“We’re walking this path that nobody wants to be… it’s the most excruciating pain, compounded by pushing our way through this broken system.”
In a report released in AprilA NSW parliamentary inquiry recommended a major reform of the coronary system, including the establishment of the Coroners Court as an “autonomous and specialized court”, similar to the Children’s Court.
NSW does not have a self-contained specialist Coroners Court, but uses a hybrid model, administered by the Local Court, where six full-time coroners work in Sydney, and state and regional magistrates act as part-time coroners in the rest of the country. the state.
A judicial inquiry into an incident like this should have been a good idea.
Jacqueline Quinlivan, whose husband Lyndon was killed in a work-related accident in 2018.
The state was “the only jurisdiction in Australia where magistrates and court clerks continue to take coronary responsibilities,” the NSW Bar Association said, and the court was significantly under-resourced, with just six specialist coroner positions compared to 14 in Victoria.
The parliamentary committee also called for additional dedicated coroners, including at least one full-time coroner for each region. “Regional magistrates should no longer be required to perform any coronary duties,” the report said.
In a response last week, the government noted the plan but made no commitment to it. It said it would “continue to assess opportunities to strengthen the structure and operations of the coronary jurisdiction in NSW”.
In a separate incident on the NSW Mid North Coast, Tony Coulston vomited blood and died after falling from his hospital bed in 2021.
His family was denied an inquest, although an internal investigation by Port Macquarie Base Hospital revealed multiple deficiencies in Coulston’s care.
Tony’s daughter, Christina Coulston, said for the record, the government should explain why it would not implement all of the investigation’s recommendations.
“Is it budgetary or that a lot of system flaws they don’t want to address would come to light?” she said.
“Our family sees the NSW government’s response to the parliamentary inquiry as more of the same – more inequality for rural and regional communities, forced to accept the appalling standard of health care, preventable deaths and cover-ups.”
George Newhouse, chief executive and lead attorney for the National Justice Project, said the government’s response was disappointing and “grieving families deserve better”.
“They deserve a coronary system that can bring justice through truth, accountability and prevention,” he said.
The government has not committed to further funding to the court, beyond an existing 2021-22 budget commitment for an additional magistrate assigned exclusively to coronary jurisdiction and funding for a case management unit.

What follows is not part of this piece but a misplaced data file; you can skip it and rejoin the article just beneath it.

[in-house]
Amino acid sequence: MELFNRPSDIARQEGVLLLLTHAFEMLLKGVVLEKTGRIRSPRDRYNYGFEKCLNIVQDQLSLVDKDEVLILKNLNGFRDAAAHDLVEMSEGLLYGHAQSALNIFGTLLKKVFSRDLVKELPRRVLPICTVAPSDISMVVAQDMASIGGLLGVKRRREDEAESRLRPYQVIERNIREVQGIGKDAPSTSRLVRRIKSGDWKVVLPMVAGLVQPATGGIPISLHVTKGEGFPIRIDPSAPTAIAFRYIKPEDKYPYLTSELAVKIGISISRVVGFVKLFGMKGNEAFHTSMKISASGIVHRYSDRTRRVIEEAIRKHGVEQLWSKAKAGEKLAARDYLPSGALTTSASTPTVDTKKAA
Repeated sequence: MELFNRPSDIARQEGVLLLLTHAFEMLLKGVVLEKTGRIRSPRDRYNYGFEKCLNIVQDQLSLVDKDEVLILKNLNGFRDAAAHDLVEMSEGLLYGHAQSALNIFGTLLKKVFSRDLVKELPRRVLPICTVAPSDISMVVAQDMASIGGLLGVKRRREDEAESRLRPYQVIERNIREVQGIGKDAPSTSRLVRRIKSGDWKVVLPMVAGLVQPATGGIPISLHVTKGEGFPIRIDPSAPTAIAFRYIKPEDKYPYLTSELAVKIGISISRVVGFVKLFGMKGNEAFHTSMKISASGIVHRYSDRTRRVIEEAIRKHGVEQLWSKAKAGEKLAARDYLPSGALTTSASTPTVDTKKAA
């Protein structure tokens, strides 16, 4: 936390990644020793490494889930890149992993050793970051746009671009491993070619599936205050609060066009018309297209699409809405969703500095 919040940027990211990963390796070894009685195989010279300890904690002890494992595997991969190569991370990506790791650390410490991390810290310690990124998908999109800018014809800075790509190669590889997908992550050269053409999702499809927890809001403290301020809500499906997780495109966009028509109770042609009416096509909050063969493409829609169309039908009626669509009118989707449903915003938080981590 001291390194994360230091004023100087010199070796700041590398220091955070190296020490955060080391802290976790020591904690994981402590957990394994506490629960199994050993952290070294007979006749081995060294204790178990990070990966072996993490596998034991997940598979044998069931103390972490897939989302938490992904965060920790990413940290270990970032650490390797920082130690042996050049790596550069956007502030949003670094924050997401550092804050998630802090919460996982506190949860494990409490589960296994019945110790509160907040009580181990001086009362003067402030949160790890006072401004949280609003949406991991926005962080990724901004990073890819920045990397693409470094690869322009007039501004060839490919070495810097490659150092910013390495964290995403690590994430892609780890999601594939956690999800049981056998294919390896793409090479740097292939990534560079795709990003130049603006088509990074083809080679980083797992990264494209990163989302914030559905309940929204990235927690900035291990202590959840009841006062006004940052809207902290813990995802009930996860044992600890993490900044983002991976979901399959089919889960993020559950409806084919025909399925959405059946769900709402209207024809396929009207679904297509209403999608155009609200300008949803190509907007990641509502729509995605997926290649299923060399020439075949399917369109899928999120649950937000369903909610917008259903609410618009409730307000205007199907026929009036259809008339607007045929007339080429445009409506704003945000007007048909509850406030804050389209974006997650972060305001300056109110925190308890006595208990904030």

Our family sees the NSW government’s response to the… inquiry as more of the same – more inequality for rural and regional communities
Christina Coulston, whose father Tony died after falling from his hospital bed in 2021.
Former NSW Deputy NSW Coroner Hugh Dillon, who has long advocated a shake-up of the state’s “aging” coronary system, said: “Nearly half of reported deaths occur in rural and regional NSW. Health statistics show that the early and preventable death rates in the country are higher than in Sydney.
“Nevertheless, magistrates nationwide conduct few investigations and, on average, make recommendations for death prevention only three times a year. They are expected to carry heavy criminal workloads and handle corona cases. They can’t do both.”
Bar Association President Gabrielle Bashir, SC, called on the government to reconsider its position.
The Aboriginal Legal Service described the government’s response to the investigation as “extremely disappointing,” including not supporting a recommendation to require coroners to investigate whether systemic problems played a role in a death.
“Taking down a recommendation is essentially putting it on the back burner,” said lead attorney Nadine Miles.
Upper House Labor MP Adam Searle, who chaired the parliamentary inquiry, said the jurisdiction needed additional resources “urgently”.
“The crisis in jurisdiction is more pronounced in rural and regional NSW. The need for all communities in NSW to have full-time coroners looking after their cases is urgent and needs to be urgently addressed,” he said.
Attorney General Mark Speakman said “resources and structural matters related to coronary jurisdiction are still under review”.
“The NSW government recognizes the trauma and grief experienced by families and communities affected by an unexpected or unexplained death and remains committed to strengthening our coronary jurisdiction,” he said.
He said the government had carefully considered the report and was pleased to support, or support in principle, 15 of the 35 recommendations. It had already established a task force before the study to reduce delays and improve families’ experiences.
A series of reforms were already underway, such as changes “to make it easier to navigate the coronary pathway for grieving families and friends, including those in regional locations, and to support the court’s efforts to reduce preventable deaths and make our community safer.” to make”.
“The NSW Coroners Court continues to lead the nation in the timing of the results,” he said.
“According to the 2021 Government Services Report data, the court has completed 87.5 percent of cases under 12 months and 96.6 percent under 24 months, both the highest of comparable jurisdictions.”
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